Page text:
Unfortunately for the Germans, Deutsche Bank is currently a perfect victim, because of its very weak financial position, to be blamed though wholly on its own utterly imprudent steps. Today, with nonexistent profitability prospects, the creation of new capital with Deutsche’s own means is absolutely impossible.

Demanding more subsidies

As a result, the Germans recognize that very loudly. In this respect, two weeks ago David Folkerts-Landau, Deutsche’s chief economist, demanded capital injections with taxpayers’ money of at least €150 billion, to be infused to all the major Eurozone lenders. Of course, he must have had in mind that a good part of it should go to his employer. Reportedly, his bank urgently needs an absolute minimum of €7bn in capital increases. That is, on top of the hundreds of billions in public subsidies all the ‘systemic’ Eurozone banks have received after 2007.
.
All in all, the truth remains that Deutsche Bank is amongst the few ‘systemically’ more important banks of the globe, so it ‘cannot die’. Given that, the Americans would press it up to the point as to make the Germans pay dearly for the bank’s rescue and probably for something more. The same scenario may be used for other ‘too big to fail’ or ‘systemic’ but ailing Eurozone lenders. It’s the same old story the taxpayers will again be called in, to save the ‘undead’ bankers. The American taxpayers have done that already and in a more efficient way.

Advertising

Advertising

Advertising

Advertising

Featured Stings

Stopping antimicrobial resistance would cost just USD 2 per person a year

Our present and future tax payments usurped by banks

Why Italy will not follow the Greek road; Eurozone to change or unravel

Worldwide UN family celebrates enduring universal values of human rights

We are close yet so far…

China hopes EU Commissioner De Gucht drops super anti-dumping tariff on solar panels

Can the EU last long if it cuts Cyprus out?

Could Rwanda become Africa’s healthcare leader?

Do the EU policies on agro-food smell?

EU-UK: A deal synonymous to ‘remain’, England pays the Irish price

Court of Auditors: EU budget money is there to be spent not to create value

“BEUC cautions against TTIP that would seek to align EU and US chemicals management frameworks”

EU Top Jobs summit ended with no agreement: welcome to Europe’s quicksand!

A new bioeconomy strategy for a sustainable Europe

Window for a Brexit deal: Brussels to think again May’s proposal

MEPs react to breaches of human rights in Moldova, Burundi and Somalia

MWC 2016 LIVE: Telenor CEO calls on operators to embrace Mobile Connect initiative

European Commission recommends to the European Council (Article 50) to find that decisive progress has been made in Brexit negotiations

European Youth Capital 2019 announced: Novi Sad, Serbia

EU unveils plan to accelerate Capital Markets Union ahead of London’s departure from the bloc

7 key challenges for the future of ASEAN – and how to solve them

COP21 Breaking News_04 December: Launch of CREWS, climate risk & early warning systems

‘Dire consequences’ for a million children in the Middle East, North Africa, as funding dwindles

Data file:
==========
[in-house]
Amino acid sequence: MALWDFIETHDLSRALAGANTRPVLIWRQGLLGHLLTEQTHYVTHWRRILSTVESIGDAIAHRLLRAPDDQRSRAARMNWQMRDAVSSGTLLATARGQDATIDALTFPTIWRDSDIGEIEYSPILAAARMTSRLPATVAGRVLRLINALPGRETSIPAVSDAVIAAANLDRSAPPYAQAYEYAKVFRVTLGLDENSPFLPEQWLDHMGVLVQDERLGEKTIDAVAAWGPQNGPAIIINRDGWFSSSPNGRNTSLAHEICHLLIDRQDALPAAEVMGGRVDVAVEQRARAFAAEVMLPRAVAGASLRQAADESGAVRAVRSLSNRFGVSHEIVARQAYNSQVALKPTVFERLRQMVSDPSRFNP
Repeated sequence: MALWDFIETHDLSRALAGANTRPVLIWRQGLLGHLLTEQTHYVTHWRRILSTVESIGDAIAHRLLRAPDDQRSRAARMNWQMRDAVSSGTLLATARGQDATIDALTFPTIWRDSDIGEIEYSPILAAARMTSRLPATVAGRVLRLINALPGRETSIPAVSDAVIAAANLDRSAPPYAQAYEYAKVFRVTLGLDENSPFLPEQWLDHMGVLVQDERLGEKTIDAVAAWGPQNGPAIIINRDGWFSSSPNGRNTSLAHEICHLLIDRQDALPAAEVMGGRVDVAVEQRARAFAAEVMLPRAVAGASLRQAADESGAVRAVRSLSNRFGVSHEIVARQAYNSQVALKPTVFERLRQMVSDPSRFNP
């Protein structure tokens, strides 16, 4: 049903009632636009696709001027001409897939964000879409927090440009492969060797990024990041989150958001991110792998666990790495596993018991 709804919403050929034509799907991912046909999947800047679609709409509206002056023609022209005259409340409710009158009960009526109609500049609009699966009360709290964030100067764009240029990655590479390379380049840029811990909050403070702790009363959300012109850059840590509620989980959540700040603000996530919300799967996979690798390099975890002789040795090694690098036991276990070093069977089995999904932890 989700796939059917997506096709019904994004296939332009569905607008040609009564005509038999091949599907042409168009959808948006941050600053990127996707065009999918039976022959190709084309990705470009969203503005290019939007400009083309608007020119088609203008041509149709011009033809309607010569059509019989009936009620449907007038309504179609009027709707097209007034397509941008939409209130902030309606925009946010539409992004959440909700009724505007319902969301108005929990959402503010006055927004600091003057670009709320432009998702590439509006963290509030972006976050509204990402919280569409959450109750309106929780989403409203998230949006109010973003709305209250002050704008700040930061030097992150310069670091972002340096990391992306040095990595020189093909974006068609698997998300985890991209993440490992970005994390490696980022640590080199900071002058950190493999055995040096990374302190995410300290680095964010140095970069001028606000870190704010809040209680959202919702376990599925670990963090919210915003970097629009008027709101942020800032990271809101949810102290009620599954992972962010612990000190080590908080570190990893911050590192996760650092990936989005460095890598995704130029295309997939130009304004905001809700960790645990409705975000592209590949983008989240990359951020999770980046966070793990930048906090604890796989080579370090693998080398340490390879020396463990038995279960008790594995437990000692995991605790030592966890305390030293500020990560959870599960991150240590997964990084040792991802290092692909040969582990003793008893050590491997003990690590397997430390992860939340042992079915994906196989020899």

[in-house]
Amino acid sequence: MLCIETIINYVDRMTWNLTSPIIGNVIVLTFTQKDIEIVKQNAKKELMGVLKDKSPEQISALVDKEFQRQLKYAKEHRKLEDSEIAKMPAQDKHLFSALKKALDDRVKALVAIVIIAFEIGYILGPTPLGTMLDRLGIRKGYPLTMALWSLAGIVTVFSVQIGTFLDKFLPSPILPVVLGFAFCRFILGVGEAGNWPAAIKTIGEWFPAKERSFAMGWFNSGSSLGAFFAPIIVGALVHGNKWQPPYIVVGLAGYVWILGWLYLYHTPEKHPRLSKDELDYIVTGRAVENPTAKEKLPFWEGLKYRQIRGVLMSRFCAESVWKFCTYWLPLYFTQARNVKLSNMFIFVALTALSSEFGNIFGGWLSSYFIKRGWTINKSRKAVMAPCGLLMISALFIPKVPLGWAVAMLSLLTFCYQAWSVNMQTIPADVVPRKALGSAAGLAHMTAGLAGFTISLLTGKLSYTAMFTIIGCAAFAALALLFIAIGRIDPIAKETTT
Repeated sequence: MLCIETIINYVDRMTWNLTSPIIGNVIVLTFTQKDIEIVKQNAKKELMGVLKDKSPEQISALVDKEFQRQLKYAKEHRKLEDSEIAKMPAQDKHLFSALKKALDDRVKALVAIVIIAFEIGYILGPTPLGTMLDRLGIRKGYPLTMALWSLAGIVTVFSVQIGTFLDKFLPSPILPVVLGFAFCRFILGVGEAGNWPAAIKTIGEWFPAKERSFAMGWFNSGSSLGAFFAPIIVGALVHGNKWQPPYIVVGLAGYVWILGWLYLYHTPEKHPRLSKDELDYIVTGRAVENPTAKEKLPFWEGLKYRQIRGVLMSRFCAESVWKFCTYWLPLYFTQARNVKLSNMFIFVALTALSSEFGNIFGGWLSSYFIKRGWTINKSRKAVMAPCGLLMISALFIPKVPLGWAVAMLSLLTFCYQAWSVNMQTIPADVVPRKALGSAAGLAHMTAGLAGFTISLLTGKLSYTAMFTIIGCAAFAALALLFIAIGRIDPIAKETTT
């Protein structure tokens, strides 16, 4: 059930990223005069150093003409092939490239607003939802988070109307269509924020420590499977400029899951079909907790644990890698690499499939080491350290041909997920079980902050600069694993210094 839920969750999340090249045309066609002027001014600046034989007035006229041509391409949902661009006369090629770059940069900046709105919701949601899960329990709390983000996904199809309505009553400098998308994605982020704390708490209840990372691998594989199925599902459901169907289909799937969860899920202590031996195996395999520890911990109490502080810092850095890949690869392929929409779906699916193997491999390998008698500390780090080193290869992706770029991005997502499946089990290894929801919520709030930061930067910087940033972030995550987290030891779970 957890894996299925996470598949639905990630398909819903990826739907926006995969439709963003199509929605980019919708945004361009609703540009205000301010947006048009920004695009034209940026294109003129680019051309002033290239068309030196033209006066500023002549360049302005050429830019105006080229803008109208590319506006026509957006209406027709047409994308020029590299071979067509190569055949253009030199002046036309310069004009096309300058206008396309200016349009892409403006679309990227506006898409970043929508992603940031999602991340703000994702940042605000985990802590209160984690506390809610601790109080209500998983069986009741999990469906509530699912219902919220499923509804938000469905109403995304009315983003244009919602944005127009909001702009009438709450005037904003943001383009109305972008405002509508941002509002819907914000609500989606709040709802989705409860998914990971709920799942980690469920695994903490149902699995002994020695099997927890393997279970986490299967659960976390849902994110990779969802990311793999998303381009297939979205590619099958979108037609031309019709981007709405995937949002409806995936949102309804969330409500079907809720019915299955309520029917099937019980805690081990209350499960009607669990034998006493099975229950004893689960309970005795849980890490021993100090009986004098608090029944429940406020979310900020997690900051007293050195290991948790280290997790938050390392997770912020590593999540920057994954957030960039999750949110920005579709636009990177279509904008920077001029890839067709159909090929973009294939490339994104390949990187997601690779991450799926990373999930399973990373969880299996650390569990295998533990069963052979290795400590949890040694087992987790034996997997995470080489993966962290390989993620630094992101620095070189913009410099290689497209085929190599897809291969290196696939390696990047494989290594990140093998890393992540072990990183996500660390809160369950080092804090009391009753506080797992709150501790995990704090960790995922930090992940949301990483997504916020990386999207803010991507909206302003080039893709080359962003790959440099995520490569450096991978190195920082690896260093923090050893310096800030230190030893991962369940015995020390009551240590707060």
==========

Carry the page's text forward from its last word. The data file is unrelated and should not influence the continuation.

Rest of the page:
Dear China

Respect people’s peaceful assembly and fair trail rights, UN human rights wing urges Nicaragua

Despite funding crisis, Palestine refugee classrooms set to stay open, says UNRWA

How wealthy people transmit this advantage to their children and grand children

ECB should offer more and cheaper liquidity if Eurozone is to avoid recession

Aid teams respond to escalating southwest Syria conflict: 750,000 civilians are at risk

Social inclusion: how much should young people hope from the EU? 

Parliament adopts its position on digital copyright rules

To win combat against HIV worldwide, ‘knowledge is power’, says UNAIDS report

Africa’s inspiring innovators show what the future could hold

IMF: All you want to know about Argentina

EU’s Bank signs € 150 million loan to India as part of record investment in clean energy

Why Eurozone’s problems may end in a few months

Have central banks missed the exit train?

For how long will terror and economic stagnation be clouding the European skies?

Charlie’s tragedy energized deeper feelings amongst Europeans; back to basics?

Trump asked Merkel to pay NATO arrears and cut down exports ignoring the EU

We can’t tell if we’re closing the digital divide without more data

Erasmus+: an expected budget of €3 billion to be invested in young Europeans and to help create European Universities in 2019

UNICEF appeals for end to ‘war on children’ in Syria and Yemen

Economic sentiment and business climate stagnate in miserable euro area

UN chief condemns attack targeting international forces in northern Mali

Rule of law in Hungary: Parliament should ask Council to act, say committee MEPs

Budget MEPs approve €104.2 m in EU aid to Greece, Spain, France and Portugal

Lithuania vs Parliament over 2014 EU budget

Further reforms can foster more inclusive labour markets in The Netherlands

Banks suffocate the real economy by denying loans

EU’s new environmental policy on biofuels impacts both the environment and the European citizen

Northern Ireland: Parliament wants to secure post-Brexit regional funding

A Sting Exclusive: “Europe must be more ambitious in COP21 and lead on climate finance and sustainable development”, Green UK MEP Jean Lambert points out from Brussels

Russia and the West use the same tactics to dismember Ukraine

Campaign kicks off with High-level Event on #FairInternships

How dearly will Germany pay for the Volkswagen emissions rigging scandal

11 lessons the history of business can teach us about its future

IMF: How To Deal With Failed Banks

A Sting Exclusive: “Junior Enterprises themselves carry out projects focusing on the environment”, JADE President Daniela Runchi highlights from Brussels

Is Data Privacy really safe seen through Commissioner’s PRISM?

‘Passport to dignity’ that schools represent may expire fast, without emergency funding warns UN Palestine refugee agency

More Stings?

Speak your Mind Here

Fill in your details below or click an icon to log in:

WordPress.com Logo

You are commenting using your WordPress.com account. Log Out /  Change )

Google+ photo

You are commenting using your Google+ account. Log Out /  Change )

Twitter picture

You are commenting using your Twitter account. Log Out /  Change )

Facebook photo

You are commenting using your Facebook account. Log Out /  Change )

Connecting to %s